Alexander Gustafsson sat at a table on a stage inside the MGM Grand in Las Vegas last month, just 20 feet away from his UFC 192 opponent Daniel Cormier as the light heavyweight laid the sarcastic trash talk on thick. Cormier talked down to Gustafsson and charged that none of the Swede's career wins were notable, and that his biggest accomplishment was losing a controversial and close decision to then-champ Jon Jones in 2013.
Gustafsson sat quietly through all this, barely moved, and never spoke back. One could imagine the big man silently seething, however, waiting for his chance to make Cormier pay in Houston.
As it turns out, "The Mauler" was more sleepy than angry. "I wasn't even listening," he told FOX Sports.
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"I was just tired after the trip for me to come over here [from Sweden to the United States] to do stuff. It takes energy to do the traveling so I was more or less just tired up there. We'll see how it goes.
"I like to do my talking in the cage. That's what I'm good at so I'm sticking to that. I'm not much of a talker on a stage. I believe we're all professional athletes so we can show some mutual respect and wait until we get in the cage."
Gustafsson may have been quiet with the cameras going at that press conference, but he doesn't mind admitting what all competitors know -- that he hates his last fight being a defeat. Gustafsson lost by TKO to Anthony Johnson in Stockholm earlier this year.
He'll step into the UFC Octagon this Saturday for the first time since that night. Collecting a world title and a win bonus will be great in Gustafsson's mind, but simply getting a win is the priority since the getting the taste of defeat out of a fighter's mouth is a difficult and important task.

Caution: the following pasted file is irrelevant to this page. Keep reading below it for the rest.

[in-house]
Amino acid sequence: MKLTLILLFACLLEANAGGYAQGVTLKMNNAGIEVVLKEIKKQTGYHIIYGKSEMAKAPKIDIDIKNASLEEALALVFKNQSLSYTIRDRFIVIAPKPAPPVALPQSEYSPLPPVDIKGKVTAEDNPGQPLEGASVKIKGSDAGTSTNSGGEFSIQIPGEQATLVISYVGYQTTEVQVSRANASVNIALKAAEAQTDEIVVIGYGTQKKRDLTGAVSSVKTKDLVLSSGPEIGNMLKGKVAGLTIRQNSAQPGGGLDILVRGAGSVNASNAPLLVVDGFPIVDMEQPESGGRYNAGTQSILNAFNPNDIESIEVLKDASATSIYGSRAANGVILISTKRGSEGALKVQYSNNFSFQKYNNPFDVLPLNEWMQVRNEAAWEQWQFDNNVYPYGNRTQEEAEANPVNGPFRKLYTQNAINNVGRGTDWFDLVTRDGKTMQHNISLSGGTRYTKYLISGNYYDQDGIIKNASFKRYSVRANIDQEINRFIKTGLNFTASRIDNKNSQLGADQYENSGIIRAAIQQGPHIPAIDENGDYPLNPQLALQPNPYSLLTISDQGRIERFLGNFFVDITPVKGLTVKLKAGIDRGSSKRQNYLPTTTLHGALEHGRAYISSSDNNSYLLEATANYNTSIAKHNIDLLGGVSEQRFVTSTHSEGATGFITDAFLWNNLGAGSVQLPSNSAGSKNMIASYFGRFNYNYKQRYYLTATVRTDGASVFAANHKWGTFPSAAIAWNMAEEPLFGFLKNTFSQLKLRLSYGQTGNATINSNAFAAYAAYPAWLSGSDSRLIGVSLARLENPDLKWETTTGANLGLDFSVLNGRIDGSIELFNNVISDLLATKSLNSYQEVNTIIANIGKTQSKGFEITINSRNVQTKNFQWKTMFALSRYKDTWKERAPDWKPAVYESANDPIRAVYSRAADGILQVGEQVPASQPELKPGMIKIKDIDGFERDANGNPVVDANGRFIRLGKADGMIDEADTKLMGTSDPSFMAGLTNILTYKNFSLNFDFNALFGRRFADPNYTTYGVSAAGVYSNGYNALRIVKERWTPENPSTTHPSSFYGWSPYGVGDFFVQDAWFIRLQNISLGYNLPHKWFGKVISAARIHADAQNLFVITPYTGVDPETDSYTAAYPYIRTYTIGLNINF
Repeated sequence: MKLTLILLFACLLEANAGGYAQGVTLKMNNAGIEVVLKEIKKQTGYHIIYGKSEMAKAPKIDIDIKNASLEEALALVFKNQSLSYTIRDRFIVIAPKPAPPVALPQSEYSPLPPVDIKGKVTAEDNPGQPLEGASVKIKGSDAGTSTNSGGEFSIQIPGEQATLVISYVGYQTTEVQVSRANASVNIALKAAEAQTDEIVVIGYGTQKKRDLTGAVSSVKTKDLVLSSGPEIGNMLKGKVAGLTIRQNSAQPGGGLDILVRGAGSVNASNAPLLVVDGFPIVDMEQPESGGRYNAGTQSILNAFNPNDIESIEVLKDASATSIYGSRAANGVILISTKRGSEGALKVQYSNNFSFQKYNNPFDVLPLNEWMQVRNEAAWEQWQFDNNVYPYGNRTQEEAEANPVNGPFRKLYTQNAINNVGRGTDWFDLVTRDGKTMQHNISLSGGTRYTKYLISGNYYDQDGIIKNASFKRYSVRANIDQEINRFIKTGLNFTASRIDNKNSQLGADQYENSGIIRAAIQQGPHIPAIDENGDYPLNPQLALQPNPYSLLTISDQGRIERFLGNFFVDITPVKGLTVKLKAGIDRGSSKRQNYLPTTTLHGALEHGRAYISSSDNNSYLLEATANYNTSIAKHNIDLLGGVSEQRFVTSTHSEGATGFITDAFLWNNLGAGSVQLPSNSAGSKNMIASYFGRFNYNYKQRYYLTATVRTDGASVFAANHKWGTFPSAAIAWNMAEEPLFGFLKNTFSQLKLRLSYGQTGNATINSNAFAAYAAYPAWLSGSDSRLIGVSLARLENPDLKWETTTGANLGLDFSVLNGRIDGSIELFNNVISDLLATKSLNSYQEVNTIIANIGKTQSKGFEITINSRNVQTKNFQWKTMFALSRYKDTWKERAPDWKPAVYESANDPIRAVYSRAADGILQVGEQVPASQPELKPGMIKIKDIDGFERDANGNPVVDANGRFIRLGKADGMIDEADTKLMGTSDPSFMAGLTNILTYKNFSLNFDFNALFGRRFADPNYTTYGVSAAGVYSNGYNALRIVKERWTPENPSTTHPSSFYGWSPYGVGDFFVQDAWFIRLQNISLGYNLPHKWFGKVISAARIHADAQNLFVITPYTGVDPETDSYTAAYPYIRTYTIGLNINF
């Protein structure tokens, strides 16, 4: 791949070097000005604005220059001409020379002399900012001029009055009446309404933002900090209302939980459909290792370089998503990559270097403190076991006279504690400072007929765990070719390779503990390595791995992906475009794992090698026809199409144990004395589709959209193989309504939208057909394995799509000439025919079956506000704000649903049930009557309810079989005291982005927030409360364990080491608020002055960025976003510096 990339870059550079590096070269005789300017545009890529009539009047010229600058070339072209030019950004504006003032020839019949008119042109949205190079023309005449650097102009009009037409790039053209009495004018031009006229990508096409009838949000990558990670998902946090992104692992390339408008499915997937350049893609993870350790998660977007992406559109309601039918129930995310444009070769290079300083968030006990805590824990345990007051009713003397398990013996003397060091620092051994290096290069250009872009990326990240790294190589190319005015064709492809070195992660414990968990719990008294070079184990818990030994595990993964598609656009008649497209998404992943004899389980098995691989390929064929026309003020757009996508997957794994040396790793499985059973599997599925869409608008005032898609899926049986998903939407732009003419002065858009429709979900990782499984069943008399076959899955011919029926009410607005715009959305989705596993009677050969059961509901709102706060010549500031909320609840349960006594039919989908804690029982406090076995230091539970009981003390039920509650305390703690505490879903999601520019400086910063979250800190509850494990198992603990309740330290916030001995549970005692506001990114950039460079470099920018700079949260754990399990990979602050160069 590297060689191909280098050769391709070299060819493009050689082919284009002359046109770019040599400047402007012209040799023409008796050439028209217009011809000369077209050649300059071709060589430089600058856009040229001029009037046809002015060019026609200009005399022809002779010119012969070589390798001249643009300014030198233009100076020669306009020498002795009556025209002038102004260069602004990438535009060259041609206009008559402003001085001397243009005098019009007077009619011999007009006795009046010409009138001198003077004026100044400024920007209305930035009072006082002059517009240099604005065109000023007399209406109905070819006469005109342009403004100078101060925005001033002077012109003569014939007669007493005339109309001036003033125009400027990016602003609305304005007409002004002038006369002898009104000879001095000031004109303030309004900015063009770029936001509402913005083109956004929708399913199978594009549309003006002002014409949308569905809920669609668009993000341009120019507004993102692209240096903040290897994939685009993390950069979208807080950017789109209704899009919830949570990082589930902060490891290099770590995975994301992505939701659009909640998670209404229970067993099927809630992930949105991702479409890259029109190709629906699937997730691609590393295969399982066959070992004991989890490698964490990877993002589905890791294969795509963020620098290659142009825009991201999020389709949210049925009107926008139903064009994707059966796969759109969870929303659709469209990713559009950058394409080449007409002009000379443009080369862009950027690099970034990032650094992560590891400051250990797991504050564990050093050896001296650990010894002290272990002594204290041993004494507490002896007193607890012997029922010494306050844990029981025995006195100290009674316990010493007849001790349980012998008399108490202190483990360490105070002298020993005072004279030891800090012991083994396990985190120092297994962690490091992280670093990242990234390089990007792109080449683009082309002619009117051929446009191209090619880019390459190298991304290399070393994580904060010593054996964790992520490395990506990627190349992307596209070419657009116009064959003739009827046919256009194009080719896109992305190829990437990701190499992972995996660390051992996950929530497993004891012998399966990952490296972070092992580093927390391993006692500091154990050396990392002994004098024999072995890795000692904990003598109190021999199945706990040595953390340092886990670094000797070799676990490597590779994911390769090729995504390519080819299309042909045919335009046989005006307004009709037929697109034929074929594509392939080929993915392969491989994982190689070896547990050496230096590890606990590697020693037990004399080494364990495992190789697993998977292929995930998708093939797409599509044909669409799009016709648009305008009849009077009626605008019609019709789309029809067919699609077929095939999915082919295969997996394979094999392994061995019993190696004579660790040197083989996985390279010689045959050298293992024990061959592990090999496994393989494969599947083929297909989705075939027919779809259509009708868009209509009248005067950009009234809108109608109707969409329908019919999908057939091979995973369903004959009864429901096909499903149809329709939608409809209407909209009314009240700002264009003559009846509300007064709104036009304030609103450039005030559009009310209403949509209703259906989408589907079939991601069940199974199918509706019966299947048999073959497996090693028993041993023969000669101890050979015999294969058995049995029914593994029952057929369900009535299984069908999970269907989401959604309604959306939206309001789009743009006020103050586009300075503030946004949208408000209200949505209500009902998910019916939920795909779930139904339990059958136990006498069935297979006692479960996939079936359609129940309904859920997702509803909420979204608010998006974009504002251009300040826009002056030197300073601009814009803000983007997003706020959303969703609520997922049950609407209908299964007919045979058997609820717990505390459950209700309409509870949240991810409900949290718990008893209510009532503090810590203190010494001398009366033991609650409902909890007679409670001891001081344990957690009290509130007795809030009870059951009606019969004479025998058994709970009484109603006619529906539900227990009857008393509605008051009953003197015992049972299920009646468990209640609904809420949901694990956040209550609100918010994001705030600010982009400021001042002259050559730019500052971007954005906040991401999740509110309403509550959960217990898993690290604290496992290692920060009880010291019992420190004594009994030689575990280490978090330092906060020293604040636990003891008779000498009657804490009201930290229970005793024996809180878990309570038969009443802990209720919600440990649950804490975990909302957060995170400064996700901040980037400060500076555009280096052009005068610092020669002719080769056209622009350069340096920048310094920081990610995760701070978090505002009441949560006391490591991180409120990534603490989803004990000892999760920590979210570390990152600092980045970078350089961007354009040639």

"It's one of those things. You just want to leave it in the past and move on to new challenges. This fight for me is a good way to leave that in the past, keep looking forward. I have new goals, and a new fight."
After a tough loss it can be difficult to recover mentally. In fact, Gustafsson has previously said that he contemplated retirement after losing to Johnson.
Having a new opponent helped Alexander focus on new problems, however, and pick himself up. "I try to see the technical side of it," he explained.
"What I did wrong, what I could do different, what I should have done. I didn't take the initiative in that fight. I was a slow starter, which is not usually me. I broke it down to the details."
Getting the unexpected title shot against Cormier helped motivate the challenger as well. "[Getting the title fight] came as a shock to me at first," he admitted.
"It was absolutely a boost for me. Once it sunk in, I felt great. I got my motivation back and everything turned out good at the end. I'm happy I got to go through those tough times. I got the support from my family, friends, and team, and we got the fight. I'm in the best shape of my life, now."
Gustafsson understands that he'll be considered an underdog by many against Cormier. After all, DC just finished the last man Alexander lost to.
However, Gustafsson is confident that he'll be effective anywhere the fight may go, even while wrestling the former two-time Olympic wrestler. "I absolutely feel very comfortable. I'm not afraid of DC's wrestling," he insisted.
"He is a high-caliber guy and I can't compare myself to Jon Jones and other fighters, because we're totally different fighters and different fighters make different fights. But I've done my homework. If he wants to wrestle, I'll be ready to wrestle. If he wants to strike, I'll be ready to strike. I'll have an answer for whatever happens. He'll probably take me down once or two times but I'll get up. I'm ready to go toe-to-toe with Daniel Cormier. I'm ready."